Felix Mendelssohn Bartholdy (1809-1847)
“A delightful cornucopia of early romantic music. It was a joy from start to finish.”
The Scottish Chamber Orchestra is currently offering a two part programme celebrating Mendelssohn and music in a similar vein. On Thursday we got two pieces by the main man, along with a Rossini overture and a charming suite of Respighi bonbons, published almost a century later.
Whilst the Queens Hall is a welcoming venue with a genial atmosphere of really committed Musica Affecianadi Geriatrica the venue, as an old church, is pretty basic with stackable chairs forming the main stalls whose lack of racking means sightlines are poor, particularly as in this evening’s case where the size of the orchestra meant dispensing with the stage. We saw the top half of the conductor, the heads of the soloists, and the wind and brass, the strings and woodwind, in glorious invisibility. This made it frustrating and difficult to engage.
One wonders if the excellent young conductor, Daniele Rustioni, knew this, for his style of conducting was endearingly inclusive in terms of rapport with the players and at times almost swaying to the music with frequent flicks of his fine head of hair to engage with the audience.
But notwithstanding these built-in disadvantages and compensating factors, the music, and the playing, spoke for themselves in a delightful cornucopia of early romantic music. It was a joy from start to finish.
Mendelssohn was the main event and is what I shall concentrate on but let me say first that Rossini’s Overture L’Italiana in Algeri (The Italian Girl in Algiers) delighted us with a ridiculous contrasting opening of pizzicato followed by orchestral chords in a positively Mozartian romp, with special mentions to the oboe of Robin Williams and piccolo of Alison Mitchell.
Our lively conductor almost ran back to the podium after minor re-seating between works and got straight into Respighi’s Ancient Airs and Dances: Suite 1, which did exactly what it said on the tin, a pleasant collection of instrumental ditties with oboe again to the fore and some strong cello playing from Principal Philip Higham.
And now the main attraction, Felix Mendesssohn-Bartholdy (1809-1847), in the view of many the most precocious musical talent of all time, including Mozart and Schubert; the critical difference between him and Mozart was that his father did not exploit his youthful talents and instead let him grow. Nonetheless he died aged 38 only a few years longer than Mozart’s 35 and Schubert’s 31, but the latter was disease driven (typhoid or syphilis, depending whom you believe), whilst the former two was almost certainly overwork. His catalogue is enormously popular, and this evening we got to hear two lesser known works.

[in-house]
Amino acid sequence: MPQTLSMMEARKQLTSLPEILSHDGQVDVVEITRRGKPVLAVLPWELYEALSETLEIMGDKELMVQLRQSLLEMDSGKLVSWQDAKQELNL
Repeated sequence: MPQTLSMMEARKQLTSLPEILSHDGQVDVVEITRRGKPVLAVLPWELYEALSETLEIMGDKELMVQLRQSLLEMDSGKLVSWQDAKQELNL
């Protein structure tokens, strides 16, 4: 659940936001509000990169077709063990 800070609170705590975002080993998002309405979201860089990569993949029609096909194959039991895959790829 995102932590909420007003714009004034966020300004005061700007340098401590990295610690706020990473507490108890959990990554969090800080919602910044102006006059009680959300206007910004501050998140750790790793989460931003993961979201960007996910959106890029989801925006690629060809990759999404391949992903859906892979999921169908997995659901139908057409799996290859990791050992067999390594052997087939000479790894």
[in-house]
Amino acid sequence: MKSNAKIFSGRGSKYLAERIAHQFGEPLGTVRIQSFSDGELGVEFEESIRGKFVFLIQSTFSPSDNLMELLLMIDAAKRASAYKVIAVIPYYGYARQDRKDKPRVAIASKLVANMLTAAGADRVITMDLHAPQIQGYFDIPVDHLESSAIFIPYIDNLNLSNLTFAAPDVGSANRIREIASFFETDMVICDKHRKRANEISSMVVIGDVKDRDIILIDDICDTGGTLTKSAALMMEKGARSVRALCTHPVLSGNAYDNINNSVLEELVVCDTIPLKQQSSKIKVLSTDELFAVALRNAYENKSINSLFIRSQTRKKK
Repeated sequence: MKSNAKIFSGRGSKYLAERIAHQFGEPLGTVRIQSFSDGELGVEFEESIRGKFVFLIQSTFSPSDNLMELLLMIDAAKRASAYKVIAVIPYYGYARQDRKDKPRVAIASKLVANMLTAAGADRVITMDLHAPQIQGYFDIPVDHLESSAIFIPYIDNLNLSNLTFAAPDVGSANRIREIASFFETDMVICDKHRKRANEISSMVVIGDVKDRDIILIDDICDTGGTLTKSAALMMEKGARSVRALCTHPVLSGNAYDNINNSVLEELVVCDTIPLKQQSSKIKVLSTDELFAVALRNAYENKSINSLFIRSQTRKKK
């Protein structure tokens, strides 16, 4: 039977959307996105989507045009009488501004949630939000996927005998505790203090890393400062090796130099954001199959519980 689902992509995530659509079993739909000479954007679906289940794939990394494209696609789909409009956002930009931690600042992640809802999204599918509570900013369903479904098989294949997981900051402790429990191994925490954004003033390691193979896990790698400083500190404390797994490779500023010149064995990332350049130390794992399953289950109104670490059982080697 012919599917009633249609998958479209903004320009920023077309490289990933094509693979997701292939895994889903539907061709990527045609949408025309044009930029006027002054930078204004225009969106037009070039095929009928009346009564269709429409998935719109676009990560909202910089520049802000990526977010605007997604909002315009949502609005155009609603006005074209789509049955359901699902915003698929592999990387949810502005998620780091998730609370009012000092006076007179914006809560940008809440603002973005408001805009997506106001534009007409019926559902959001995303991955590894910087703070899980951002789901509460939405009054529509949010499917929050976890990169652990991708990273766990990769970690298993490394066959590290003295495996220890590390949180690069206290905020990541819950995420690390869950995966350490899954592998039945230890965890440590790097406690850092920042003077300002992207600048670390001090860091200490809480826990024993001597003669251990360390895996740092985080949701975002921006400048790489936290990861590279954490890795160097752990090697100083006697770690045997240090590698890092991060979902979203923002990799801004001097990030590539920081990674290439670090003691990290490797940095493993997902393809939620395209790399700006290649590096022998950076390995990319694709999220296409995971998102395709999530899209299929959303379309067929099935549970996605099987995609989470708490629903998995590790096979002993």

Mendelssohn’s Two Concert Pieces were in effect small scale concertos for two clarinets, in this case regular B-flat and bass. The bass clarinet made a pleasant change to hear in these two light, entertaining pieces which while hard to take seriously were none the less enjoyable for that. SCO Principal Maximiliano Martin and sub Principal William Stafford disported themselves with aplomb and the whole band, and audience, had a great time.
I did not know Mendelssohn’s 1st Symphony in C minor at all and was impressed by its structure and depth, late Mozartian in style, and astonishingly, composed when he was 15. There was no hint of immaturity in this work whatsoever, which the orchestra played with verve and enthusiasm throughout.
So, all in all, this was a thoroughly enjoyable evening of accessible, tuneful music, very well played throughout with everyone, conductor, soloists, band and audience, having a great evening’s entertainment.
Reviewer: Charles Stokes (Seen 6 December)
Go the Scottish Chamber Orchestra
Visit Edinburgh49 at the Queen’s Hall archive.